Illinois home prices increase in April; Sales lower amid tight inventory

Homes sold faster and prices rose, but home sales slowed in April with seasonally low inventory levels, according to Illinois REALTORS®.

Statewide home sales (including single-family homes and condominiums) in April 2017 totaled 13,958 homes sold, down 3.4 percent from 14,453 in April 2016.

The statewide median price in April was $200,000, up 7.5 percent from April 2016, when the median price was $186,000. The median is a typical market price where half the homes sold for more and half sold for less.

“Sellers flooded the market in March, and as a result inventories were struggling to keep pace with demand in April,” said Illinois REALTORS® President Doug Carpenter, ABR, AHWD, GRI, SFR of Mokena, managing broker of Coldwell Banker The Real Estate Group in Orland Hills. “It’s clear from the relatively short average time to sell that buyers really do want to find a home. The problem is they are having to work much harder to find one that meets their criteria due to a shortage of options.”

The time it took to sell a home in April averaged 61 days, down from 68 days a year ago. Available housing inventory totaled 54,666 homes for sale, a 15.3 percent decline from April 2016 when there were 64,554 homes on the market.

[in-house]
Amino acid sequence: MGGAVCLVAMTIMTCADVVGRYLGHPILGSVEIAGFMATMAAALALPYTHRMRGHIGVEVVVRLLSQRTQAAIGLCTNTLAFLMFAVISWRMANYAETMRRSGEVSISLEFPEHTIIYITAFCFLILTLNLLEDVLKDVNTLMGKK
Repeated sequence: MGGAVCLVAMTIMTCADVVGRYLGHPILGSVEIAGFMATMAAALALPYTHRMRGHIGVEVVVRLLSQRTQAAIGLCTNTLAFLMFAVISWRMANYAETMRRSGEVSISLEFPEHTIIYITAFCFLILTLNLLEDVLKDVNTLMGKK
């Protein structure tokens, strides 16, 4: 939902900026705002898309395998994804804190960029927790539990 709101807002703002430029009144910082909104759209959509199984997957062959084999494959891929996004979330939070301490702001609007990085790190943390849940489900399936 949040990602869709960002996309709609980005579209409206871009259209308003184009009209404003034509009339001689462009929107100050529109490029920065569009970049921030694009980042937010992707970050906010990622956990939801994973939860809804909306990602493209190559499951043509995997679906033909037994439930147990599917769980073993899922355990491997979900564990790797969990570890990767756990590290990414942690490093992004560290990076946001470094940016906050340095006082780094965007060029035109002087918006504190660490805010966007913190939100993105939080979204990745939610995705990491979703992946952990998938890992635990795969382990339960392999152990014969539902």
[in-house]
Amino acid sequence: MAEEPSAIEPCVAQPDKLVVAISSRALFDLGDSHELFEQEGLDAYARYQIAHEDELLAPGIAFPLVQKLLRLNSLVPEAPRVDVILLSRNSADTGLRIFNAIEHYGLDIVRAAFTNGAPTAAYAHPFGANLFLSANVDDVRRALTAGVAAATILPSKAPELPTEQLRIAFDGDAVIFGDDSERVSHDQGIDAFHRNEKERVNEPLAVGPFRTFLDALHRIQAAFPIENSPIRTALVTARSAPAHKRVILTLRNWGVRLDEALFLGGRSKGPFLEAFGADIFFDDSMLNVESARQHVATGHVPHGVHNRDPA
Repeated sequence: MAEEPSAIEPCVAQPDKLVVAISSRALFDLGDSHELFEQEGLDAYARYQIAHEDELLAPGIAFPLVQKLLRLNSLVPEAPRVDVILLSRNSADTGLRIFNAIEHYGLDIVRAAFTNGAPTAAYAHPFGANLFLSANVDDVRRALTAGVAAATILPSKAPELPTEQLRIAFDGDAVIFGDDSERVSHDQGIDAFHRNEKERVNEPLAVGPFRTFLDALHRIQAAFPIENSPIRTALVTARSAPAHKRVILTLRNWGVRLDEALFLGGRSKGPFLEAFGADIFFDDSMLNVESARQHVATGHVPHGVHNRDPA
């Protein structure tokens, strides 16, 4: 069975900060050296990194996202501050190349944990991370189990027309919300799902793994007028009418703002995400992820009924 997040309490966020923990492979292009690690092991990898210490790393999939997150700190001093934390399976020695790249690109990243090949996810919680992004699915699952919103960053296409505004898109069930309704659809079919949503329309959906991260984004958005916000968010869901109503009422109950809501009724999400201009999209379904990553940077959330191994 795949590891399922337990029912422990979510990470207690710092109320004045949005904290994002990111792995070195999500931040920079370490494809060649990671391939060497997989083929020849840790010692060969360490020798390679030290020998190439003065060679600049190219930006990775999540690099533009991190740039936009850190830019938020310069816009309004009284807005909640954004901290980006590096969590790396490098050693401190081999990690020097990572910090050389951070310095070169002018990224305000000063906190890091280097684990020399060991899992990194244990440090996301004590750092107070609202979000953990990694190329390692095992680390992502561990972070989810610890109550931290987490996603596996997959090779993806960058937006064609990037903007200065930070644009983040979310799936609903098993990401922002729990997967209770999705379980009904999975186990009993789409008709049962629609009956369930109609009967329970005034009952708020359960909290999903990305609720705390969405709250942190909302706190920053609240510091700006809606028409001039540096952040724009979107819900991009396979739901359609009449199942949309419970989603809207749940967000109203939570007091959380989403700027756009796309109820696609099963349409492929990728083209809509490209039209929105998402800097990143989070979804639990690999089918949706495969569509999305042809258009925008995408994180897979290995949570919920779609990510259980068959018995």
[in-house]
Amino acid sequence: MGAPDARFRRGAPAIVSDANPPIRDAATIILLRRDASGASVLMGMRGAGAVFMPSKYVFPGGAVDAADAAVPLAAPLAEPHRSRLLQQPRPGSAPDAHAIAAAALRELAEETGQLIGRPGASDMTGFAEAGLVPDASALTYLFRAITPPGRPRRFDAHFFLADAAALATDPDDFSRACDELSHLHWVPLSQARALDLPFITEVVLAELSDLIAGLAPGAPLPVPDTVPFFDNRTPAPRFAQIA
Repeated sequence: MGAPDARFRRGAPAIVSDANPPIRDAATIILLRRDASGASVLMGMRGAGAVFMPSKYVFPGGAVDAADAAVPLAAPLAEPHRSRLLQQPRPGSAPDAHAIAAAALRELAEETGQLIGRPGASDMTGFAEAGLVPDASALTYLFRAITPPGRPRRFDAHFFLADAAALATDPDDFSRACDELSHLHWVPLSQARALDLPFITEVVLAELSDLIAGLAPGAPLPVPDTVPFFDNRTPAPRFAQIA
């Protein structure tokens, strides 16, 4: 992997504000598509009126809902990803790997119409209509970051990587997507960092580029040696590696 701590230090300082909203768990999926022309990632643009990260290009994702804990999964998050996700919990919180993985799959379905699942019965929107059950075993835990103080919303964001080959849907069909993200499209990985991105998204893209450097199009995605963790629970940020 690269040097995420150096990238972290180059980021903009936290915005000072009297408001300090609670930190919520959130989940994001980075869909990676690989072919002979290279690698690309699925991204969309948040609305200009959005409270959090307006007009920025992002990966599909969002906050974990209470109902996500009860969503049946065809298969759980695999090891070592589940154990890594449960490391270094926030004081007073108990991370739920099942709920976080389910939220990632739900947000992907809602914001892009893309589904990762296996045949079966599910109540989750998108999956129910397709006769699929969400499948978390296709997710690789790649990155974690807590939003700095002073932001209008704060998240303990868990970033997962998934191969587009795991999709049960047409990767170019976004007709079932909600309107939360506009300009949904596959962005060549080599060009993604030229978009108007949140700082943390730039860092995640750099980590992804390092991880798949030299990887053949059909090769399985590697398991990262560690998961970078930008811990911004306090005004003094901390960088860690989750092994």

The monthly average commitment rate for a 30-year, fixed-rate mortgage was 4.05 percent in April 2017, a decrease from 4.20 percent the previous month, according to the Federal Home Loan Mortgage Corp. In April 2016 it averaged 3.60 percent.

In the nine-county Chicago Primary Metropolitan Statistical Area (PMSA), home sales (single-family and condominiums) in April 2017 totaled 10,157 homes sold, down 2.3 percent from April 2016 sales of 10,397 homes. The median price in April 2017 was $242,000 in the Chicago PMSA, an increase of 5.2 percent from $230,000 in April 2016.

“While sales will continue the usual early summer upward growth, there are some sharp differences in the forecasts for median prices” said Geoffrey J.D. Hewings, director of the Regional Economics Applications Laboratory at the University of Illinois.  “The forecasts for median price indicate continued positive changes, but the REAL Housing Price Index (HPI), which compares specific housing characteristics, suggests declines and may also be reflecting the employment losses in the state over the past two months.”